Current methods for light delivery in in vivo optogenetic applications are typically accomplished via a single multimode fiber that diffuses light over a large area of the brain, and relies on the spatial distribution of transfected light-sensitive neurons for targeted control.
In our investigations, an imaging fiber bundle (Schott) containing 4,500 individual fibers, each with a diameter of 7.5 µm, and an overall outer bundle diameter of 530 µm, served as a conduit for light delivery and optical recording/imaging. The use of this fiber bundle, in contrast to a single multimode fiber, allows for individually-addressable fibers, spatial selectivity at the stimulus site, more precise control of light delivery, and full field-of-view imaging and/or optical recordings of individual neurons in local neural circuits. An objective coupled the two continuous wave diode laser sources (561nm/488nm) (Coherent) for stimulation and imaging into the fiber bundle while a set of galvanometer-scanning mirrors was used to couple the light stimulus to distinct fibers within the proximal end of the imaging fiber bundle. In our study, C1V1(E122T/E162T)-TS-p2A-mCherry (Karl Deisseroth, Stanford) and GCaMP6s transgenic mice (Jackson Labs) were utilized for this all-optical approach.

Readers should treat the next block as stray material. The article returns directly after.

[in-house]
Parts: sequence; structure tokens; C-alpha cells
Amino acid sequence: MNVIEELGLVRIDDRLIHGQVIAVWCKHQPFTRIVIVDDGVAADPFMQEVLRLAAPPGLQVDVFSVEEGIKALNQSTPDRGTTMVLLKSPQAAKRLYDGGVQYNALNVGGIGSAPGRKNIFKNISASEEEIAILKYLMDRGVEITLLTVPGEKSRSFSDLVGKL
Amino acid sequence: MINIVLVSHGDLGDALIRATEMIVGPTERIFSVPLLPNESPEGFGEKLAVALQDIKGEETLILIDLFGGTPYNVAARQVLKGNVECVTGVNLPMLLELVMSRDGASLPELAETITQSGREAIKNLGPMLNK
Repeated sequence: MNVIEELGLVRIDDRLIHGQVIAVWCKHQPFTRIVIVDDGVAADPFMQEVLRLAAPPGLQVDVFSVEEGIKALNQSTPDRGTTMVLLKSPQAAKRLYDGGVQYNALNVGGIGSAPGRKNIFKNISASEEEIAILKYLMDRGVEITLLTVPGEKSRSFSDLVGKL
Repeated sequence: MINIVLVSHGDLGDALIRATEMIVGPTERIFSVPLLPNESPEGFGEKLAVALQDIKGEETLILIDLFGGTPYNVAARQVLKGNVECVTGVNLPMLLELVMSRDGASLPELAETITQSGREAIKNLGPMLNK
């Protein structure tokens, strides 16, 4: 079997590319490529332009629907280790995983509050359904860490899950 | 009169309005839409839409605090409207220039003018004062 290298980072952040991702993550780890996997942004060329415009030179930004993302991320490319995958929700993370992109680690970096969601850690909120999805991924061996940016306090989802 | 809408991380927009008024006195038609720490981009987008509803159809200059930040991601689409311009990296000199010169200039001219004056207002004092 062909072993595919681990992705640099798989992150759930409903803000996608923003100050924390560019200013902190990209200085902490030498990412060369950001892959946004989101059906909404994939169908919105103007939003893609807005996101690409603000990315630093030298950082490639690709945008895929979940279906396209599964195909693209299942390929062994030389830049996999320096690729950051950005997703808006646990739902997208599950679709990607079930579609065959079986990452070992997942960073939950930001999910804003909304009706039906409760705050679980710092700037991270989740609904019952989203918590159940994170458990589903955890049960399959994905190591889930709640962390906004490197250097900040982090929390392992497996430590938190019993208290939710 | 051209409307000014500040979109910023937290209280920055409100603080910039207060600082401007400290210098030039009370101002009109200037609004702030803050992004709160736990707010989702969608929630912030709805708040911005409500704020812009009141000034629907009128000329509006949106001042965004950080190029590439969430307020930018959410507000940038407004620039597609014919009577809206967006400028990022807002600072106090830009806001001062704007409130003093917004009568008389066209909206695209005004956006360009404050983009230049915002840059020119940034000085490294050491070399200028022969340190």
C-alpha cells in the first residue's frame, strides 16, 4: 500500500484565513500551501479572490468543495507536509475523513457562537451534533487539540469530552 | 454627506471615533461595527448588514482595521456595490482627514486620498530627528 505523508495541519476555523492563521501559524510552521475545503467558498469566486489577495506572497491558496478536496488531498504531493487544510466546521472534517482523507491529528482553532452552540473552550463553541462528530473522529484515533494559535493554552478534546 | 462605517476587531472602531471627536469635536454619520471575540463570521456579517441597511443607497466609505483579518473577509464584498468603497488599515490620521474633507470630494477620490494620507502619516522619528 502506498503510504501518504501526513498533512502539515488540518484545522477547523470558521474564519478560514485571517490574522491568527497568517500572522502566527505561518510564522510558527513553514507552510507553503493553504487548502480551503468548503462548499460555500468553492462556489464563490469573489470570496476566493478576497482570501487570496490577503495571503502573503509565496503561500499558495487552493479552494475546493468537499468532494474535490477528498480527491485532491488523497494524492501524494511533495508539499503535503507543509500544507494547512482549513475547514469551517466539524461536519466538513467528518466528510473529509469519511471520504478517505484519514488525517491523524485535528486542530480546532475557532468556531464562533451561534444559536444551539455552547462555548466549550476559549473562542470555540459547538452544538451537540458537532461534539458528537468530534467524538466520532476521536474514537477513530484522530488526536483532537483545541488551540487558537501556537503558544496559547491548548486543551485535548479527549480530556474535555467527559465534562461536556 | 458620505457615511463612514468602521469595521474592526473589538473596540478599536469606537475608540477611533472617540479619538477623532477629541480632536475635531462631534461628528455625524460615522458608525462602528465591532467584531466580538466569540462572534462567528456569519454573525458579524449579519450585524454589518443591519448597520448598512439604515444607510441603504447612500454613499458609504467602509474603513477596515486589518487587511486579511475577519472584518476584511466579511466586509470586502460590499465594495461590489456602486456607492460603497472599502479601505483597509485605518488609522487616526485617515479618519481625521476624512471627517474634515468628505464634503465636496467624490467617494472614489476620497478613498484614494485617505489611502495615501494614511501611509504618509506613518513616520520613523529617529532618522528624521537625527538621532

The results of our investigation demonstrate that imaging fiber bundles provide a new level of spatial selectivity and control of light delivery to specific neurons, as well as function as a conduit for optical imaging and recording at the in vivo site of stimulation, in contrast to the use of single multimode fibers that diffusely illuminate neural tissue and lack in vivo imaging capabilities.
Javier I. Suárez, Parijat Sengupta, Jonathan Mun, Rajashekar Iyer, Justin Rhodes, Martha U. Gillette, and Stephen A. Boppart M.D., "Spatially controlled optogenetic light stimulation and recording platform via imaging fiber bundles
(Conference Presentation)," Proc. SPIE 9690, Clinical and Translational Neurophotonics; Neural Imaging and Sensing; and Optogenetics and Optical Manipulation, 969029 (Presented at SPIE BiOS: February 13, 2016; Published: 26 April 2016); https://doi.org/10.1117/12.2213320.4848636583001.
Conference Presentations are recordings of oral presentations given at SPIE conferences and published as part of the proceedings. They include the speaker's narration with video of the slides and animations. Most include full-text papers. Interactive, searchable transcripts and closed captioning are now available for most presentations.
Search our growing collection of more than 26,000 conference presentations, including many plenaries and keynotes.